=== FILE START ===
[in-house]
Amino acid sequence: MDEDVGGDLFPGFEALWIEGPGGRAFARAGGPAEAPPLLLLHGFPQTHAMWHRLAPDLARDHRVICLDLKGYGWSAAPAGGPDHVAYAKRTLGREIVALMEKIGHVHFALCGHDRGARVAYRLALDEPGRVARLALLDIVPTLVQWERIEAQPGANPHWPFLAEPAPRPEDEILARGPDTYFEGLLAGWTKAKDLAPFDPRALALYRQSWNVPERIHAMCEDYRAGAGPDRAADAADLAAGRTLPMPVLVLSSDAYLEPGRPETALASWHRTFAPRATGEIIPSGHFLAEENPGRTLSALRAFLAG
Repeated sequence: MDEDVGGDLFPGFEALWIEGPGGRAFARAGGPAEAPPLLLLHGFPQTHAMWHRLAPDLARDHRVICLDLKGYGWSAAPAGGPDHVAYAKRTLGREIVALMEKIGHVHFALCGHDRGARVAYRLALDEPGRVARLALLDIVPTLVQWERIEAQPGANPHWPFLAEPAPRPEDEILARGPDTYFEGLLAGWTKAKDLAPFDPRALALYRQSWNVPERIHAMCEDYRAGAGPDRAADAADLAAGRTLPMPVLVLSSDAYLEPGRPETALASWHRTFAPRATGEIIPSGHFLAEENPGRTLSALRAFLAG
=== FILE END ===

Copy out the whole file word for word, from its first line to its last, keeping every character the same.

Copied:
[in-house]
Amino acid sequence: MDEDVGGDLFPGFEALWIEGPGGRAFARAGGPAEAPPLLLLHGFPQTHAMWHRLAPDLARDHRVICLDLKGYGWSAAPAGGPDHVAYAKRTLGREIVALMEKIGHVHFALCGHDRGARVAYRLALDEPGRVARLALLDIVPTLVQWERIEAQPGANPHWPFLAEPAPRPEDEILARGPDTYFEGLLAGWTKAKDLAPFDPRALALYRQSWNVPERIHAMCEDYRAGAGPDRAADAADLAAGRTLPMPVLVLSSDAYLEPGRPETALASWHRTFAPRATGEIIPSGHFLAEENPGRTLSALRAFLAG
Repeated sequence: MDEDVGGDLFPGFEALWIEGPGGRAFARAGGPAEAPPLLLLHGFPQTHAMWHRLAPDLARDHRVICLDLKGYGWSAAPAGGPDHVAYAKRTLGREIVALMEKIGHVHFALCGHDRGARVAYRLALDEPGRVARLALLDIVPTLVQWERIEAQPGANPHWPFLAEPAPRPEDEILARGPDTYFEGLLAGWTKAKDLAPFDPRALALYRQSWNVPERIHAMCEDYRAGAGPDRAADAADLAAGRTLPMPVLVLSSDAYLEPGRPETALASWHRTFAPRATGEIIPSGHFLAEENPGRTLSALRAFLAG